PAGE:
In my old age I have become allergic to musicals aimed at people under 13 (most musicals nowadays), musicals based on movies and book musicals based on someone's greatest hits. In the latter category, I did find MAMMA MIA enjoyable and even witty in its self-reflexive shoehorning of ABBA songs into the paper thin book. Even though The Four Seasons were part of my growing up, I thought JERSEY BOYS verged on dull. Needless to say, I went to FELA, now in previews at the Royal National Theatre, with some trepidation. I came out thrilled.
The production has two stars, both brilliant artists. The first is Fela Anikulapo-Kuti, the inventor of what became known as Afropop. In terms of popular music, Fela is one of the most mportant figures of the late twentieth-century. He created a unique sound, a fusion of African, jazz, rock, and Latin-American music. It is complex and highly infectious. He would be an important figure in any context, but he was also something of a political hero, using his music to protest the corruption of post-colonial Nigeria. He and his family and cohorts paid a high price for his daring. He was arrested many times and his mother was murdered in a brutal government attack on his compound. Yet, though he was world famous, Fela stayed in Nigeria. The troubled country was his inspiration. The musical is as much about political commitment as it is about Fela's music.
What the show leaves out are Fela's troublesome, to put it mildly, sexual politics. The man exemplified the worst of African misogyny and homophobia. His marriage to twenty-seven women might be considered a statement of sexual liberation were it not for his refusal to wear condoms ("un-African") which led to his spreading his HIV virus (he died of AIDS). Then there's the nasty verbal gay bashing expressed in his lyrics (not used in the show, of course). So this cultural hero had clay feet. The musical gives us a hero and a martyr. The real man was not so nice. It is necessary to see the Fela the musical offers as a fictional creation based on the real person, but isn't that always true of biographical plays and musicals?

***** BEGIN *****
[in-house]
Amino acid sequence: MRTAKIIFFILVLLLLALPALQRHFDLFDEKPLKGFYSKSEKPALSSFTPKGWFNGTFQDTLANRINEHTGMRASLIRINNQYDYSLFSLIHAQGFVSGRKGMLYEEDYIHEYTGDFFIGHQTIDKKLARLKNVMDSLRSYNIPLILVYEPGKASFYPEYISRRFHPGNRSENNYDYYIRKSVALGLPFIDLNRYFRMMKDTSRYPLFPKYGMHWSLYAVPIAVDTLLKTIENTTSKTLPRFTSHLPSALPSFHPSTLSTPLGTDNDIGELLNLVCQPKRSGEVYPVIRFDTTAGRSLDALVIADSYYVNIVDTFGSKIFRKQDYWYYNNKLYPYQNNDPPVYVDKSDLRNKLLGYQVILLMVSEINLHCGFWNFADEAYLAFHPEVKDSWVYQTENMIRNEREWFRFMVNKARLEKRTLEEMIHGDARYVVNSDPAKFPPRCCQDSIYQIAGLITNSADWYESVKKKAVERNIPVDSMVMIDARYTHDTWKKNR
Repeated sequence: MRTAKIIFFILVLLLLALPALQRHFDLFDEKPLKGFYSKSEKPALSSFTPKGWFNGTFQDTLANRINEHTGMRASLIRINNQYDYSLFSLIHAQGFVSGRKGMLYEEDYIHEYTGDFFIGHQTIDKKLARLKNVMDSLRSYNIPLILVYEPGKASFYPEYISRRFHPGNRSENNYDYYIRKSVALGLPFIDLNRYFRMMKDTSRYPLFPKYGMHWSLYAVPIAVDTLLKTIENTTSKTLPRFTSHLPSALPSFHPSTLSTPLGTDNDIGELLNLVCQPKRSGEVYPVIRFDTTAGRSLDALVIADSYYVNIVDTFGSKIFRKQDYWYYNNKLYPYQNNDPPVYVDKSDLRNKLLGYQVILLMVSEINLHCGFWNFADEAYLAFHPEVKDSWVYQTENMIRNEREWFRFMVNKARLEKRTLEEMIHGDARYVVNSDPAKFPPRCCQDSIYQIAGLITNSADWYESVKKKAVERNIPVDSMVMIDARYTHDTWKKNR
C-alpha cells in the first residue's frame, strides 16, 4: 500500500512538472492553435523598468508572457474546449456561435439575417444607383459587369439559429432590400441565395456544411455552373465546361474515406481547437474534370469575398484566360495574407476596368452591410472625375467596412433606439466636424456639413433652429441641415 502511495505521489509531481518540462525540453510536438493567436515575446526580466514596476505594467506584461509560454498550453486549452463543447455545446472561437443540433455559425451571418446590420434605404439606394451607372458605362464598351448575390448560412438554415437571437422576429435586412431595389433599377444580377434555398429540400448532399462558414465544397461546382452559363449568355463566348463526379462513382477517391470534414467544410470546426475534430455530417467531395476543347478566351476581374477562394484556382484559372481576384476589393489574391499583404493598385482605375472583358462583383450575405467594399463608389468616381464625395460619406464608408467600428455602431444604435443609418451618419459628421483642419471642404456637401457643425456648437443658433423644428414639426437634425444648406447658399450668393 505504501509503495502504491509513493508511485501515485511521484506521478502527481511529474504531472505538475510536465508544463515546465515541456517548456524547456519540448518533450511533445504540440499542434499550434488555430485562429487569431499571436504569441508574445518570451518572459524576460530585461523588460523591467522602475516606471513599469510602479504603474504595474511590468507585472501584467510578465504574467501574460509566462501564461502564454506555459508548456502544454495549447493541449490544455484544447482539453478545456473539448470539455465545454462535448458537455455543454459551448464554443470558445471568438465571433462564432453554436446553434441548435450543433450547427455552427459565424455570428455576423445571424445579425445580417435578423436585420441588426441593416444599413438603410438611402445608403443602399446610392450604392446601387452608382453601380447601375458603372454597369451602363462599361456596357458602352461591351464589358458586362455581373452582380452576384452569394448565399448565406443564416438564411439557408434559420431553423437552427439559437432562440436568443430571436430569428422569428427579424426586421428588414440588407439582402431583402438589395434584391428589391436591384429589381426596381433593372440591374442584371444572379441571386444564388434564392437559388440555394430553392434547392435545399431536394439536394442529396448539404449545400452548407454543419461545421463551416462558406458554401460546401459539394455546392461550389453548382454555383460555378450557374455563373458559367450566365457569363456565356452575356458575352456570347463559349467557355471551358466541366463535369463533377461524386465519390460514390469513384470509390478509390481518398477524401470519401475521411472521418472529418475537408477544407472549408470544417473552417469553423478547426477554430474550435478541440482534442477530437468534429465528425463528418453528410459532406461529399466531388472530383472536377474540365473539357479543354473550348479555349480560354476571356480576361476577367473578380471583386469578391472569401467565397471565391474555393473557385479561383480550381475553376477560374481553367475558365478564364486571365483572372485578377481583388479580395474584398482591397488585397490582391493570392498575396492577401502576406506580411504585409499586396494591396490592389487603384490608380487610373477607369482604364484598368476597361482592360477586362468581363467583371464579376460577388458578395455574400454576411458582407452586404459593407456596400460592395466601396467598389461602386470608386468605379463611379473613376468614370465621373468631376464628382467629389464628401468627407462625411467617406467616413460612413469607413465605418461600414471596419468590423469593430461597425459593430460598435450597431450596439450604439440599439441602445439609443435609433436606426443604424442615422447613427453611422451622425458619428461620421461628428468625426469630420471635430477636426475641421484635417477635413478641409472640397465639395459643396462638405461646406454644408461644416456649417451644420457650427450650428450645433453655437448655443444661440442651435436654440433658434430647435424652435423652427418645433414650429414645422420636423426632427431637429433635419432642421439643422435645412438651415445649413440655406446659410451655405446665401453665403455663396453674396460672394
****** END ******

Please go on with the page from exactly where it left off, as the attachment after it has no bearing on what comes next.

The conceit of this show, conceived by Bill T. Jones, Jim Lewis (who wrote the book) and Stephen Hendel, is that it is the last night in Fela's Lagos nightclub, The Shrine, which was destroyed by government police. During the course of the show, Fela tells his life story and performs his music. The conceit sounds simple and all-too familiar. However, Bill T. Jones has turned Fela's story into a celebration of his music through dance. An ensemble of two dozen brilliant performers enthrall the audience in their tireless performance of Jones's brilliant choreography. They're everywhere in the theater -- and I must say Jones uses every inch of space in the Olivier Theatre. I know this is a very different space than the conventional Broadway theater, but Jones has used it better than any director I have experienced. Not only are the dancers everywhere, but there are projections and constantly changing patterns of light everywhere. This is very much a multi-media show.The costumes are gorgeous -- and there are a lot of costume changes. The show gets more spectacular as it progresses. I can't remember being so impressed by all the elements of a visual production.
One can't say enough about the dancers who barely stop for almost three hours. Or about the terrific twelve piece band, which plays from the time the house opens until the end of the show. We saw the alternate Fela, Rolan Bell. He was fine. It was a preview and he's new to the role (the other Fela played it on Broadway). I didn't feel it was quite under his skin yet. I'd like to go back and see it with Sahr Nagaujah in order to compare. I want to go back anyway.
I can't believe that FELA is only at the National for a limited run. There must be plans for a transfer if the British critics appreciate the show. One never knows over here how American musicals will fare. RENT and SPRING AWAKENING, two superb musicals, flopped in London while fluff like LEGALLY BLONDE is a hit. This production was created for the Olivier and it is hard to imagine it anywhere else.
One seldom sees standing ovations at the staid National Theater and I must say I hope England does not go the route of America where everything gets a standing ovation, thus rendering the gesture meaningless. however FELA got one last night and it was richly deserved.
FELA. Royal National Theatre. November 11, 2010.